The Sweetest Dream


Sun reflects off glass. A steel skeleton reaches to the sky. A crane lifts a generator. The cable snaps, and the generator falls.

Men in hard hats scramble. One man trips and falls. The generator crushes him. Half of his body is underneath the machine.

"Are you OK, Joe?"

The man underneath the generator spits blood.


The man lies in the bed. Tubes and wires trail from his body. A machine beeps in time to the man's pulse. A nurse records information. The doctor shakes his head and leaves the room.

"Doc, how bad is he?"

"Pretty bad. Why do you care?"

"I'm Dr. Prescott. I am a psychiatrist."

"This patient doesn't need a shrink yet. He isn't even conscious. Half of his body has been crushed, and we've put him in a coma. He will probably never walk again. The rest of his life will be pain."

Dr. Prescott nods his head.

"Your patient is the perfect subject for an experimental treatment."

"My patient would have to be conscious to give consent."

Dr. Prescott smiles.

"Did your patient give consent to his present treatment?"

"Well, no. But. . ."

"Relax, Dr. . ."


"Yes, Dr. Strauss. This experiment is for the sake of your patient's mental health. He has experienced severe trauma, and we wish to address that trauma with the Experience Machine."

"Experience Machine?"

"It is a new technology. It allows us to interface with a subject's unconscious mind and create experiences for him."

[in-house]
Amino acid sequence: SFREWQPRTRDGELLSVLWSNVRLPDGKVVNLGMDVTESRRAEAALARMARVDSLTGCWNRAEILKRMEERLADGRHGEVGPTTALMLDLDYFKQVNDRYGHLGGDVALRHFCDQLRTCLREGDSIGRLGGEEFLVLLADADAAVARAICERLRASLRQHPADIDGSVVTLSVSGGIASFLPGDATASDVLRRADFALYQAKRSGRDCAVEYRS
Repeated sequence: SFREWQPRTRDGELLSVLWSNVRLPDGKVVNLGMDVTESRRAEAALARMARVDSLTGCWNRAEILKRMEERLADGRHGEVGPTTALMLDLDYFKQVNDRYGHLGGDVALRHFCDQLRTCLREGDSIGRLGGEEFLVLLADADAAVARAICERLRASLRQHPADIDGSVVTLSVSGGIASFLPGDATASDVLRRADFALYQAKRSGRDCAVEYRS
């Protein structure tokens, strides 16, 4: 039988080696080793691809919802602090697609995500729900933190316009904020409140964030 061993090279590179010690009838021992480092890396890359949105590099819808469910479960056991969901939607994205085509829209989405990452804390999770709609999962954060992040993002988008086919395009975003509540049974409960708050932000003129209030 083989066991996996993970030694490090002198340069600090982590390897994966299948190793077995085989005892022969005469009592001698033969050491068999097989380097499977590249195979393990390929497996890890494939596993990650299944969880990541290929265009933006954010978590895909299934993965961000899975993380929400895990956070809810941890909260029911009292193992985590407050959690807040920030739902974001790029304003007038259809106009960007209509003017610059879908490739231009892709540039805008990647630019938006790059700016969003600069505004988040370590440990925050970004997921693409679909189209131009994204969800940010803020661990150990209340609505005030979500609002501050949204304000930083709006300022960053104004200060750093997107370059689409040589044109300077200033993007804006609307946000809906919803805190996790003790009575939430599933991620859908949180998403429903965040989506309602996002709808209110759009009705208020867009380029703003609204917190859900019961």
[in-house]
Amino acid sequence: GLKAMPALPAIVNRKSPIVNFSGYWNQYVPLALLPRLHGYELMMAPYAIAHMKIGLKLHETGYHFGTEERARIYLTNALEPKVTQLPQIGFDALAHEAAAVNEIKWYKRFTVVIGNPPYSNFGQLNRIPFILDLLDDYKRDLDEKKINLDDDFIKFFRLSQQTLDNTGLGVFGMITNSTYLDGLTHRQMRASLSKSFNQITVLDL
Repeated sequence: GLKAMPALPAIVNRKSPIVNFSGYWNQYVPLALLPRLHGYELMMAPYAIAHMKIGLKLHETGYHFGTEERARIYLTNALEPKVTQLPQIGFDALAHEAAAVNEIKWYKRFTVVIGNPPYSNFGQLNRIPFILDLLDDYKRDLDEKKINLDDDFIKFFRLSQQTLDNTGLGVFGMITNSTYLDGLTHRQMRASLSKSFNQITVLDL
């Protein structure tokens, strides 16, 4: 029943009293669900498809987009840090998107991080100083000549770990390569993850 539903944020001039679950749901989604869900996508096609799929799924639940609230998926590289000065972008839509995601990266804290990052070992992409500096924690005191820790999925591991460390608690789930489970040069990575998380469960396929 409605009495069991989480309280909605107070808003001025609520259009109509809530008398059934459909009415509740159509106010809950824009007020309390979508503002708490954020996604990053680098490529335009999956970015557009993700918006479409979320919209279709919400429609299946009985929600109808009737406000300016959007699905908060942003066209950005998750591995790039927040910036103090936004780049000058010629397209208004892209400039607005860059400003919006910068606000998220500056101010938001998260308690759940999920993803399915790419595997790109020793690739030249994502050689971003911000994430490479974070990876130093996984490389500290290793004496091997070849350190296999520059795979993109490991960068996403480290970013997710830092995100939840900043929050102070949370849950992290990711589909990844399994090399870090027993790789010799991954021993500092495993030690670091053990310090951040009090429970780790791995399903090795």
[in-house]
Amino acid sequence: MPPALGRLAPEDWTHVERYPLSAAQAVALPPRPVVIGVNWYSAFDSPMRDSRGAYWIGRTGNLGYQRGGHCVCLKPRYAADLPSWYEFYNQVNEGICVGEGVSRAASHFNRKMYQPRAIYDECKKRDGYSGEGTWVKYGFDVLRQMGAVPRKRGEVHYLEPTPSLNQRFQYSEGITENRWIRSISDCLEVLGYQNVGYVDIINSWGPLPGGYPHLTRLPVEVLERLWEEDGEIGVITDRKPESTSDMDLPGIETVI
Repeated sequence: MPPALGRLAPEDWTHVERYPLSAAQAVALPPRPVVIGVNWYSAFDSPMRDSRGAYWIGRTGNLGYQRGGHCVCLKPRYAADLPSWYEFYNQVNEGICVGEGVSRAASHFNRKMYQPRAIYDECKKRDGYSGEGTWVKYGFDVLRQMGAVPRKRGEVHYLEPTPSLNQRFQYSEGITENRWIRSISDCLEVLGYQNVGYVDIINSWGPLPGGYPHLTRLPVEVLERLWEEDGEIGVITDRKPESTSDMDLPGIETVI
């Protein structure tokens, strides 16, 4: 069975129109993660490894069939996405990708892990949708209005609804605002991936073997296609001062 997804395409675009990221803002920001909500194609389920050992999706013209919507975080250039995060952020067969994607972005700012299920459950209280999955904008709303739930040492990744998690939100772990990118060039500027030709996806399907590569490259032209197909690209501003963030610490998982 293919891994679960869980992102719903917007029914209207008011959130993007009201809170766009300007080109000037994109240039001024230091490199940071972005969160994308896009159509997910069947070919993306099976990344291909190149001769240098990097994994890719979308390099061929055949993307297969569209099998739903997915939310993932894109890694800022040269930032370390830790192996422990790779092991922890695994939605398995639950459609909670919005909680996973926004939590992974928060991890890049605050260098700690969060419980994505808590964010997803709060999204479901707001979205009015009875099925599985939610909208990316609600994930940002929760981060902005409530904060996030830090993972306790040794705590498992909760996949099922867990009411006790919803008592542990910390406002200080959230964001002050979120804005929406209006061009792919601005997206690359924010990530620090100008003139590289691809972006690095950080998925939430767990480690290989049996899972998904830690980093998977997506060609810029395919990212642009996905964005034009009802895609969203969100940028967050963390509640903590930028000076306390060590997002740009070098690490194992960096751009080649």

"Like a dream?"

"Yes, like a dream but a very vivid and real dream. In fact, it would be the sweetest dream this man has ever had."

Dr. Strauss rubs his chin.

"This man will be living a nightmare for the rest of his life. One of the nurses said they should euthanize him and harvest his good organs. What a bitch."

"I will need your consent. Dr. Strauss."

"Sure. He'll probably die, but if you can help him die happy, I can live with that."

Dr. Prescott takes Strauss's hand and pumps it vigorously in a handshake.

"This will help advance our work tremendously. Thank you, so much."


Dr. Prescott wheels the device into the room. It is a simple black box on a cart with a single wire running from it. An open laptop sits on top of the box.

"What is this?" the nurse asks.

"This is the Experience Machine. This wire is the lead that will interface with his brain."

Dr. Prescott peels the backing from the patch and places it on the temple of the man's head.

"We used to have to open the cranium for this sort of thing, but we've made it noninvasive now. My colleague Dr. Anson pulled off that trick."

Dr. Prescott attaches the lead to the patch.

"Make sure this stays attached at all times. If it becomes detached, there will be a disruption in the experience which may be mentally disturbing to the patient."

"Won't the patient be mentally disturbed when we take him off that machine?"

"Are you ever disturbed when you wake up from a dream?"

"I can never remember my dreams."

"Our patient probably won't remember this dream either, but he should wake up very happy. We will find out."

"Is this what happened with other patients?"